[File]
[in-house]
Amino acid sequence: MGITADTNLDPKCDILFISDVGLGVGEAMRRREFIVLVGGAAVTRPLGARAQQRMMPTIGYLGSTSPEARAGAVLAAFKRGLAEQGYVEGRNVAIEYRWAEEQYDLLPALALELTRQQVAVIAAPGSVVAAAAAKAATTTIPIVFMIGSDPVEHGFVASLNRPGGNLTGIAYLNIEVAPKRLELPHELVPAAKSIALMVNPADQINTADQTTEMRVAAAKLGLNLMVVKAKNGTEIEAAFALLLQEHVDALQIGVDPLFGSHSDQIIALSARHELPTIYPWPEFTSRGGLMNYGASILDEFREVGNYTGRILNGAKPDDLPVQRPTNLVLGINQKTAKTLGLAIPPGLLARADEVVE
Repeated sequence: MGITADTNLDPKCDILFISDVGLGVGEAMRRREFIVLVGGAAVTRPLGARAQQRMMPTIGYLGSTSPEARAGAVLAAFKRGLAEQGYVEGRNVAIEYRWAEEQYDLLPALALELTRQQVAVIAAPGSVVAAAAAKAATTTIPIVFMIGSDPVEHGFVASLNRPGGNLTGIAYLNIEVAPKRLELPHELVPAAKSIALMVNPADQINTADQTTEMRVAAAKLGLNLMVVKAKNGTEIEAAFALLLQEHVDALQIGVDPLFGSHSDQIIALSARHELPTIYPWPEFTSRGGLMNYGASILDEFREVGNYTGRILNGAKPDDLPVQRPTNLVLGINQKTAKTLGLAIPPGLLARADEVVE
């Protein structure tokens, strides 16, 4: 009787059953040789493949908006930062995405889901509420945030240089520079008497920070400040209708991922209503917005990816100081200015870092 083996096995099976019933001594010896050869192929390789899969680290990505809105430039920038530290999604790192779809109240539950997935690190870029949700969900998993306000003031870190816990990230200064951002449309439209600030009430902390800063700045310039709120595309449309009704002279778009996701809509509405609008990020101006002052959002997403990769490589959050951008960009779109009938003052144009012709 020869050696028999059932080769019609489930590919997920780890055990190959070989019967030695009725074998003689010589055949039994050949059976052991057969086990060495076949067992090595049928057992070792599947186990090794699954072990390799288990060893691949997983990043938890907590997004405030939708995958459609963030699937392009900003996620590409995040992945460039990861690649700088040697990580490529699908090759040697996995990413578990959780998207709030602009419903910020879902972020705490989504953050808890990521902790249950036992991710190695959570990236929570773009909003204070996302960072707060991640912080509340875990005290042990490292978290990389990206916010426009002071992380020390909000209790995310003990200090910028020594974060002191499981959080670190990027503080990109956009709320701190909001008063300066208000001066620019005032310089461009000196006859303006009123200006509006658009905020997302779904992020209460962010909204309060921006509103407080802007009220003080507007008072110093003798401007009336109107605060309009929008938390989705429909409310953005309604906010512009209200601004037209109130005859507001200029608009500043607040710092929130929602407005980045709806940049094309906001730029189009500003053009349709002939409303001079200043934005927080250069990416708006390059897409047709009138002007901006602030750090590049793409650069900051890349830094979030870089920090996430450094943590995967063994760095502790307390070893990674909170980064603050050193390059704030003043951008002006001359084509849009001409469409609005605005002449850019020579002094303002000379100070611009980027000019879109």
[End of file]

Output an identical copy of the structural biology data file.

[in-house]
Amino acid sequence: MGITADTNLDPKCDILFISDVGLGVGEAMRRREFIVLVGGAAVTRPLGARAQQRMMPTIGYLGSTSPEARAGAVLAAFKRGLAEQGYVEGRNVAIEYRWAEEQYDLLPALALELTRQQVAVIAAPGSVVAAAAAKAATTTIPIVFMIGSDPVEHGFVASLNRPGGNLTGIAYLNIEVAPKRLELPHELVPAAKSIALMVNPADQINTADQTTEMRVAAAKLGLNLMVVKAKNGTEIEAAFALLLQEHVDALQIGVDPLFGSHSDQIIALSARHELPTIYPWPEFTSRGGLMNYGASILDEFREVGNYTGRILNGAKPDDLPVQRPTNLVLGINQKTAKTLGLAIPPGLLARADEVVE
Repeated sequence: MGITADTNLDPKCDILFISDVGLGVGEAMRRREFIVLVGGAAVTRPLGARAQQRMMPTIGYLGSTSPEARAGAVLAAFKRGLAEQGYVEGRNVAIEYRWAEEQYDLLPALALELTRQQVAVIAAPGSVVAAAAAKAATTTIPIVFMIGSDPVEHGFVASLNRPGGNLTGIAYLNIEVAPKRLELPHELVPAAKSIALMVNPADQINTADQTTEMRVAAAKLGLNLMVVKAKNGTEIEAAFALLLQEHVDALQIGVDPLFGSHSDQIIALSARHELPTIYPWPEFTSRGGLMNYGASILDEFREVGNYTGRILNGAKPDDLPVQRPTNLVLGINQKTAKTLGLAIPPGLLARADEVVE
């Protein structure tokens, strides 16, 4: 009787059953040789493949908006930062995405889901509420945030240089520079008497920070400040209708991922209503917005990816100081200015870092 083996096995099976019933001594010896050869192929390789899969680290990505809105430039920038530290999604790192779809109240539950997935690190870029949700969900998993306000003031870190816990990230200064951002449309439209600030009430902390800063700045310039709120595309449309009704002279778009996701809509509405609008990020101006002052959002997403990769490589959050951008960009779109009938003052144009012709 020869050696028999059932080769019609489930590919997920780890055990190959070989019967030695009725074998003689010589055949039994050949059976052991057969086990060495076949067992090595049928057992070792599947186990090794699954072990390799288990060893691949997983990043938890907590997004405030939708995958459609963030699937392009900003996620590409995040992945460039990861690649700088040697990580490529699908090759040697996995990413578990959780998207709030602009419903910020879902972020705490989504953050808890990521902790249950036992991710190695959570990236929570773009909003204070996302960072707060991640912080509340875990005290042990490292978290990389990206916010426009002071992380020390909000209790995310003990200090910028020594974060002191499981959080670190990027503080990109956009709320701190909001008063300066208000001066620019005032310089461009000196006859303006009123200006509006658009905020997302779904992020209460962010909204309060921006509103407080802007009220003080507007008072110093003798401007009336109107605060309009929008938390989705429909409310953005309604906010512009209200601004037209109130005859507001200029608009500043607040710092929130929602407005980045709806940049094309906001730029189009500003053009349709002939409303001079200043934005927080250069990416708006390059897409047709009138002007901006602030750090590049793409650069900051890349830094979030870089920090996430450094943590995967063994760095502790307390070893990674909170980064603050050193390059704030003043951008002006001359084509849009001409469409609005605005002449850019020579002094303002000379100070611009980027000019879109």